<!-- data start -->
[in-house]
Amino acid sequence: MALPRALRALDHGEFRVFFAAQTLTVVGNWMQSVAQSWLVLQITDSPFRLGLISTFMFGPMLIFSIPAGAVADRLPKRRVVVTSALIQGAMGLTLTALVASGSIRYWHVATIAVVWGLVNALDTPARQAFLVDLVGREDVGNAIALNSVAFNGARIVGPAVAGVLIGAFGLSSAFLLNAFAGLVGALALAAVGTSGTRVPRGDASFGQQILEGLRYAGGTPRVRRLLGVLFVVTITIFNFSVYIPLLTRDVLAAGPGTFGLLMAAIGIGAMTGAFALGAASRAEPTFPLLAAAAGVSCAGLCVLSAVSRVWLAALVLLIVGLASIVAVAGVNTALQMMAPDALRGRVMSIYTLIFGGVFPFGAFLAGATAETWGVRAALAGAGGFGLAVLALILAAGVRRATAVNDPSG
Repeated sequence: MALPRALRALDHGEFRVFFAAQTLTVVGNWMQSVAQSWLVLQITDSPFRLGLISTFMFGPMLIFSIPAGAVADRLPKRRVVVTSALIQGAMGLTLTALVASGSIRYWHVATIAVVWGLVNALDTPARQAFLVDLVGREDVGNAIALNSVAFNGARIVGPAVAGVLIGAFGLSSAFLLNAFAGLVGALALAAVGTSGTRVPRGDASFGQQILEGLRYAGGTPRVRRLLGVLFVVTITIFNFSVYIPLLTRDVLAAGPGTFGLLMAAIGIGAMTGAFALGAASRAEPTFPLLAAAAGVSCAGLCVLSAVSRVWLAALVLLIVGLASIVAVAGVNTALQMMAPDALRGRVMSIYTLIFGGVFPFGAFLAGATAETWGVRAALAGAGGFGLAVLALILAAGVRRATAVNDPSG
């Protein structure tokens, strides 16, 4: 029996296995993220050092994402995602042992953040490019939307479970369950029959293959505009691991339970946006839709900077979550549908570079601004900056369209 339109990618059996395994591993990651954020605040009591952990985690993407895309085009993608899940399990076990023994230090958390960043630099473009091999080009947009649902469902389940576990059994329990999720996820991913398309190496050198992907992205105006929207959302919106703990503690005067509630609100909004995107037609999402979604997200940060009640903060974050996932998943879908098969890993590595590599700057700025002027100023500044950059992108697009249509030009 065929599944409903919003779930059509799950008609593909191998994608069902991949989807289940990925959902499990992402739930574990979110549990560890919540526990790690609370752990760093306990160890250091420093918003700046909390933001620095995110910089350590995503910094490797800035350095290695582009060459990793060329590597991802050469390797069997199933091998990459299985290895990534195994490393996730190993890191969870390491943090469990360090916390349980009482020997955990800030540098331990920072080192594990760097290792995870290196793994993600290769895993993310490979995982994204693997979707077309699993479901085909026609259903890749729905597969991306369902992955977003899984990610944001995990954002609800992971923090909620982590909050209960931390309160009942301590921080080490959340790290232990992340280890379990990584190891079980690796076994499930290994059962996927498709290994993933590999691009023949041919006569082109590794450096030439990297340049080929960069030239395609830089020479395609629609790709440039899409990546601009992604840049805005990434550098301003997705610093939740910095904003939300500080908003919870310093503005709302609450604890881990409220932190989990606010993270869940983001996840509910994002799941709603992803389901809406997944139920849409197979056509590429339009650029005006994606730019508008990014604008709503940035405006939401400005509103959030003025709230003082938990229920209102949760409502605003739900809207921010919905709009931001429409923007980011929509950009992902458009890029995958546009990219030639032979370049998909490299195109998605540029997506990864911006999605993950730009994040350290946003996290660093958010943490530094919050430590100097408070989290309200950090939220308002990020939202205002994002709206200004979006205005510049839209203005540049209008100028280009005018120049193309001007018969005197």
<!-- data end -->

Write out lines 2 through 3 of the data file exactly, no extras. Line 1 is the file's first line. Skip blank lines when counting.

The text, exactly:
Amino acid sequence: MALPRALRALDHGEFRVFFAAQTLTVVGNWMQSVAQSWLVLQITDSPFRLGLISTFMFGPMLIFSIPAGAVADRLPKRRVVVTSALIQGAMGLTLTALVASGSIRYWHVATIAVVWGLVNALDTPARQAFLVDLVGREDVGNAIALNSVAFNGARIVGPAVAGVLIGAFGLSSAFLLNAFAGLVGALALAAVGTSGTRVPRGDASFGQQILEGLRYAGGTPRVRRLLGVLFVVTITIFNFSVYIPLLTRDVLAAGPGTFGLLMAAIGIGAMTGAFALGAASRAEPTFPLLAAAAGVSCAGLCVLSAVSRVWLAALVLLIVGLASIVAVAGVNTALQMMAPDALRGRVMSIYTLIFGGVFPFGAFLAGATAETWGVRAALAGAGGFGLAVLALILAAGVRRATAVNDPSG
Repeated sequence: MALPRALRALDHGEFRVFFAAQTLTVVGNWMQSVAQSWLVLQITDSPFRLGLISTFMFGPMLIFSIPAGAVADRLPKRRVVVTSALIQGAMGLTLTALVASGSIRYWHVATIAVVWGLVNALDTPARQAFLVDLVGREDVGNAIALNSVAFNGARIVGPAVAGVLIGAFGLSSAFLLNAFAGLVGALALAAVGTSGTRVPRGDASFGQQILEGLRYAGGTPRVRRLLGVLFVVTITIFNFSVYIPLLTRDVLAAGPGTFGLLMAAIGIGAMTGAFALGAASRAEPTFPLLAAAAGVSCAGLCVLSAVSRVWLAALVLLIVGLASIVAVAGVNTALQMMAPDALRGRVMSIYTLIFGGVFPFGAFLAGATAETWGVRAALAGAGGFGLAVLALILAAGVRRATAVNDPSG